CHUSD Weighs Future

[From Coalinga Press Front Page]

Coalinga Huron Unified School District, like most California school districts, is planning for a strange new future.

At last week’s CHUSD Board meeting, Superintendent Lori Villanueva introduced preliminary plans for the 2020-2021 school year. Villanueva explained the process she andstaff used with surveys among teachers, other staff, students and parents about their feelings and concerns with various issues.

CHUSD plans to follow an eight step plan in returning to traditional classroom teaching and learning.

“Using these eight steps as a guideline, we can move forwards, or backward at any time in case of closures,” said Villanueva.

“We had three days to plan for our district’s closure this spring,” continued Villanueva. “We’ve all learned a lot and are continuing to gain new skills in distance learning as well as dealing with a pandemic in general.

“The primary goal of any school is the safety of students and staff while providing quality educational and support services,” said Villanueva.
At the board meeting, the group discussed the benefits of using a hybrid system of learning.

“A hybrid program is where kids could come in to school in small groups with physical distancing,” explained Villanueva, “once or twice a week, and the rest of the time will be working from home.This is necessary because of the physical distancing rules that currently exist. This is why I have been saying that we will be in some form of distance learning next year because we can’t have large groups of students either on the bus or at school.”


1. Full time distance learning for all students.

2. Full time distance learning for all students except TK and kindergarten, on a part-time rotating in-person system.

3. Part-Time rotating distance/in-person for TK through third grade; full time distance for secondary students.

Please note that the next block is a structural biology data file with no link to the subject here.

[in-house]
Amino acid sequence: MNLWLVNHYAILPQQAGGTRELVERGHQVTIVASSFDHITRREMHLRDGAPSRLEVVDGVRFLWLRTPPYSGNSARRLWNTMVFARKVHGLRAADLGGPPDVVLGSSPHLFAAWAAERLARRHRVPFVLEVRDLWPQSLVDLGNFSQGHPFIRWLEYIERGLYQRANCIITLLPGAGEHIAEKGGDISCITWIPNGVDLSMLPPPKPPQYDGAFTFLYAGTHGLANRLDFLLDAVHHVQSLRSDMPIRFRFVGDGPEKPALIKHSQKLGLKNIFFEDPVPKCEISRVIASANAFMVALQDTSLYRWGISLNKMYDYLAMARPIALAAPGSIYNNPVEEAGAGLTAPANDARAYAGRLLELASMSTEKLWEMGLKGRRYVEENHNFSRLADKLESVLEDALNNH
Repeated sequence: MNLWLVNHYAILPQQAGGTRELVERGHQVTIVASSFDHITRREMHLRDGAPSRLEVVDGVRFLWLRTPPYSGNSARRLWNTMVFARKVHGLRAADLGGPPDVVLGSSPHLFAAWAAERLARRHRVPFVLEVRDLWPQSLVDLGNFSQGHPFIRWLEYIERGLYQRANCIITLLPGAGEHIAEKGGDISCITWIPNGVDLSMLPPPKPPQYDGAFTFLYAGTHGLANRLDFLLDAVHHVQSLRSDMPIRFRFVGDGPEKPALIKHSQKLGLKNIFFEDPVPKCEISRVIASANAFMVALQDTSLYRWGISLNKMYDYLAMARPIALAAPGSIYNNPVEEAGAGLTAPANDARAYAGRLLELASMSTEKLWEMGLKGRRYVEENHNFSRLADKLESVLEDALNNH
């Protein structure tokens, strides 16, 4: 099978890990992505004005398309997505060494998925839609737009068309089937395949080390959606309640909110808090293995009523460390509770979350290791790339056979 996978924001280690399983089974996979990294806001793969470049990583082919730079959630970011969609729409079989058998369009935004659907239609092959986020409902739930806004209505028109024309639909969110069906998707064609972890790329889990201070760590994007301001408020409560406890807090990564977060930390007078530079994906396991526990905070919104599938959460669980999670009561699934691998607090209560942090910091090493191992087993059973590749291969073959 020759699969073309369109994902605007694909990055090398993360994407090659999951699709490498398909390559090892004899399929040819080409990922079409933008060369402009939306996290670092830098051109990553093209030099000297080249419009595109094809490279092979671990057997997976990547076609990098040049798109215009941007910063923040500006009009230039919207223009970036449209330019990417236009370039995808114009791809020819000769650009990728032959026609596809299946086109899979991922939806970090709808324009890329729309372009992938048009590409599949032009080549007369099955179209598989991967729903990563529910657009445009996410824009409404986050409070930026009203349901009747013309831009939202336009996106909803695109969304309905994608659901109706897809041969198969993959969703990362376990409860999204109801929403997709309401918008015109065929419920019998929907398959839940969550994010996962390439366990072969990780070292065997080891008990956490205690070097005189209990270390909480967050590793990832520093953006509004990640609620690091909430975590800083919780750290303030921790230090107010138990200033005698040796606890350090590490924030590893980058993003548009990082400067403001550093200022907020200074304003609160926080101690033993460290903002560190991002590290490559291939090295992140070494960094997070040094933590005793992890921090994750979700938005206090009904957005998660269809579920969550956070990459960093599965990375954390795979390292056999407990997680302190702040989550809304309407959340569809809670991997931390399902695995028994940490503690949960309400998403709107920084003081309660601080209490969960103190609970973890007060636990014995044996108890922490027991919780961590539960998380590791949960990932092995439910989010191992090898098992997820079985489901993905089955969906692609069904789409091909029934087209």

4. Part-Time rotating distance/in-person for TK through fifth grade.

5. Part-Time rotating distance/in-person for middle school; distance learning for high school.

6. Part-Time rotating distance/in-person for all grade levels.

7. Full return to in-person learning in all grade levels.

8. Full time distance learning for any family that requests it.

“Likely due to physical distancing rules, it (school reopening) will be a hybrid method which I talked about, said Villanueva. “The fact is that we will be in some form of distance learning until we are cleared to return. I encourage everyone to listen to the last board meeting and get the facts. We have guidelines from multiple entities that we need to follow.”

Some families are unhappy with distance learning for a variety of reasons. Some children do not benefit from that style of learning. Some parents need to return to work and don’t have time to watch over their children at home while they do school through the Internet. Some are concerned about optimal Internet connections.

“Distance learning is not great for all kids,” agrees Villanueva. “It is however, something we’ll have to deal with until the pandemic subsides. I remind everyone that when we closed in March, we did the best we could given the emergency circumstances. Anything from here forward will be well planned and better.”

Villanueva and board members recognize that Internet connections are a frustration and need for many families in CHUSD.